Scientists can classify minerals into groups on the basis of their chemical makeup. Though there are thousands of different minerals, only about 30 are common in Earth's crust. These 30 minerals make up most rocks in the crust. For that reason, they are called rock-forming minerals.
Silicates[change | change source]
The most common group is the silicates. All the minerals in this group contain oxygen and silicon—the two most common elements in Earth's crust—joined together. They may include other elements such as aluminium, magnesium, iron and calcium. Quartz, feldspar, and mica are common silicates.
Carbonates[change | change source]
The second most common group of rock-forming minerals is the carbonates. All the minerals in this group contain carbon and oxygen joined together. Calcite, which is common in seashells, is a carbonate mineral.
Oxides[change | change source]
The mineral group known as oxides contains the minerals from which most metals, such as tin and copper, are refined. An oxide consists of an element, usually a metal, joined to oxygen. This group includes haematite, a source of iron.
Sulphates[change | change source]
These contain the sulphate group SO4. Sulphates commonly form in evaporites where highly salty waters slowly evaporate, allowing sulfates and halides to precipitate where the water evaporates. Sulphates also occur where hot waters are forced through the rock, as with geysers.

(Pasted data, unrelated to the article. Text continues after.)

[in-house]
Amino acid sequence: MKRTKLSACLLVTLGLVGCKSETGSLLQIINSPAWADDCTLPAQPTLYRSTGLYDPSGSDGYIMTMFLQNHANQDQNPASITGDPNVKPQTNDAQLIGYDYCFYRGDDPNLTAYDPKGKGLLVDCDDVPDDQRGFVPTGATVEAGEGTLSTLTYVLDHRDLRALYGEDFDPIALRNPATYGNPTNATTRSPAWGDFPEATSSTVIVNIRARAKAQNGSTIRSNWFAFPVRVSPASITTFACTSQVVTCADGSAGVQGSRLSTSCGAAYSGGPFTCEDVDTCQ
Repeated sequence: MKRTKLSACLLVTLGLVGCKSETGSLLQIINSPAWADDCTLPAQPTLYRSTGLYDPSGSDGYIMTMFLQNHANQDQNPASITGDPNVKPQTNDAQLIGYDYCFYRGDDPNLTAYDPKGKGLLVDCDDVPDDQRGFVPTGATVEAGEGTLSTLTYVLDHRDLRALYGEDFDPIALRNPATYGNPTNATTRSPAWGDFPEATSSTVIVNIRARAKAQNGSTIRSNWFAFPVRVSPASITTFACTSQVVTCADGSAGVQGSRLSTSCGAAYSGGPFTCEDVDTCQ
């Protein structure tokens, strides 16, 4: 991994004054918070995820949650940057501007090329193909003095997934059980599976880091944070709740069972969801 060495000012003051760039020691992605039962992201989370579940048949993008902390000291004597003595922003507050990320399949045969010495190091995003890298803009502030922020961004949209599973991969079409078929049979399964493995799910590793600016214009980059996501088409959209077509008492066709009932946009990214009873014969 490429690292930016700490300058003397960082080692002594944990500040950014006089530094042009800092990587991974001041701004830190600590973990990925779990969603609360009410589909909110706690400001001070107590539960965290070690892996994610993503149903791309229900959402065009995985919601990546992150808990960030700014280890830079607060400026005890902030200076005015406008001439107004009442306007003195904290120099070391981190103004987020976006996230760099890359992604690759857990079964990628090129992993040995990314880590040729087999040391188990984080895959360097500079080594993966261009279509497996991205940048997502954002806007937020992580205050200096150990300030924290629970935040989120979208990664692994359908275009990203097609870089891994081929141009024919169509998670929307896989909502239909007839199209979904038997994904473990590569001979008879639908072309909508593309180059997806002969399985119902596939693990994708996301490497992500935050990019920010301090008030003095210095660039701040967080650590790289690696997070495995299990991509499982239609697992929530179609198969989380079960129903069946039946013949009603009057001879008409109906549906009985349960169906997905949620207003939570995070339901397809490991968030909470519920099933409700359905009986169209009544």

There are many other mineral groups.
Some uses of minerals[change | change source]
People use minerals for many everyday purposes. Every time people turn on a microwave oven or a TV, minerals are being used. The copper in the wires that carry electricity to the machine is made from a mineral. Table salt or halite, is another mineral that people use in their everyday life.
- Graphite is used to make pencils
- Rock salt is used in cooking
- Mineral ores are the source of metals.
Related pages[change | change source]
References[change | change source]
- L.B. Railsback Definitions  and 
- Dana J.D. Hurlbut C.S. & Klein C. 1985. Manual of mineralogy. 20th ed, Wiley.
- International Mineralogical Association IMA/CNMNC List of Mineral Names (PDF 1.8 MB;)
- Minsocam 
- Levin H. 2006. The Earth through time. 8th ed, Wiley. p48: Minerals and their properties.
- Hazen, Robert M. Evolution of minerals: looking at the mineral kingdom through the lens of deep time leads to a startling conclusion: most mineral species owe their existence to life. Scientific American, March 2010.
- Rosing, Minik T. 2008. On the evolution of minerals. Nature 456 p457.
Other websites[change | change source]